Can’t you hear her, asking the same questions I was asking in ICU? Can’t you hear her, questioning God, just like John from prison? “Is it really YOU, God?”
And it was. And it is. And it always will be.
I love that the first person in the Bible to name God is a pregnant, wounded, slave who has just been raped by one of the Bible’s heroes. She names God, “El Roi” which means, “You are the God who sees me.”
“I’m not finished with you yet,” is essentially what God says to Hagar – and me.
“Come and see” is what Jesus says to John.
“You wouldn’t believe it, even if I showed you,” is what God says in Nehemiah. EVEN IF I TOLD YOU – you wouldn’t believe.
Why? Because it just seems too good.
Beauty for ashes. Joy instead of mourning. The strength of love in place of your fear. Hope in the dark.
It doesn’t mean you won’t have to face some more terrible times. Recovery isn’t easy. The path to wholeness is riddled with potholes and sharp turns.
But the very same God the psalmist talks about in Psalm 139 is the God who is present with us today. “Even if I make my bed in hell,” the Psalm says, “You (God) are there.”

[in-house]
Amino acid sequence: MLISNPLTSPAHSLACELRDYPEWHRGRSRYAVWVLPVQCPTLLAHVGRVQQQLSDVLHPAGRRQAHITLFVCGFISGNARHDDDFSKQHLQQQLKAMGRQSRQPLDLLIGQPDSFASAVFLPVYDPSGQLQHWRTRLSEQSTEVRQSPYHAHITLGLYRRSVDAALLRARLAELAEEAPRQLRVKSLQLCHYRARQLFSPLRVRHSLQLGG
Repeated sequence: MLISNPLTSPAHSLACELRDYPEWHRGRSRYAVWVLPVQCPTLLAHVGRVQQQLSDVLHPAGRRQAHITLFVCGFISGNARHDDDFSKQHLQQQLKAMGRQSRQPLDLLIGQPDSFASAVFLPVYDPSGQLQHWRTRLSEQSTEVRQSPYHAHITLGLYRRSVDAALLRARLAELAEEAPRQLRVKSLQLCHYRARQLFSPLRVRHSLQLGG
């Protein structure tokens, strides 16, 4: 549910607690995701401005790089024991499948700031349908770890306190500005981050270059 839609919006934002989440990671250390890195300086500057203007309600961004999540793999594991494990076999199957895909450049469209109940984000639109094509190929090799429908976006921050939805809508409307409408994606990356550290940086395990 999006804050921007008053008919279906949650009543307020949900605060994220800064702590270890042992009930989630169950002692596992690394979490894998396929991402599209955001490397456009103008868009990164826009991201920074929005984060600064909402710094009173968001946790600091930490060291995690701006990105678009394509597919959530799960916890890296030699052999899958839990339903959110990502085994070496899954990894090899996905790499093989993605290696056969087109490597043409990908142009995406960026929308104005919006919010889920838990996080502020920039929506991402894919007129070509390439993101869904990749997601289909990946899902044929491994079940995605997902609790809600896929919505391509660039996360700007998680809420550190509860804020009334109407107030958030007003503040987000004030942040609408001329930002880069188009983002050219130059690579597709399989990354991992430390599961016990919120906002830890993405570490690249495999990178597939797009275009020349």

You, God, are there, in the midst of my own personal living hell.
So I’ll wrap this up by saying: life is hard. Jesus promised us that much. “In this world you will have trouble.”
But I’ve lived through enough to know that healing is possible. I absolutely believe that every time we are willing to tell the truth and ask for help, Jesus continues to overcome the world. To overcome our world.
When you cling to your faith while also looking for practical ways to heal, I believe you honor the God who became human and dwelt among us. When you embrace your own fragility, I believe you echo the same fragile God who was wrapped in swaddling clothes and lying in a manger.
Emmanuel, God with us, will empower you to live through whatever you’re facing now and in the days to come.
I know, because I’ve been there.
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Steve Austin is an author, speaker, and life coach who is passionate about helping overwhelmed people learn to catch their breath. He is the author of two Amazon bestsellers, "Catching Your Breath," and "From Pastor to a Psych Ward." Steve lives with his wife and two children in Birmingham, Alabama.
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Suicide Prevention for Pastors
Guest Blog – Worthy and Unashamed: Facing Mental Health Stigma in the Church Head-On
Why I Still Trust God When Shame Feels Heavy
How to Help Pastors with Suicidal Thoughts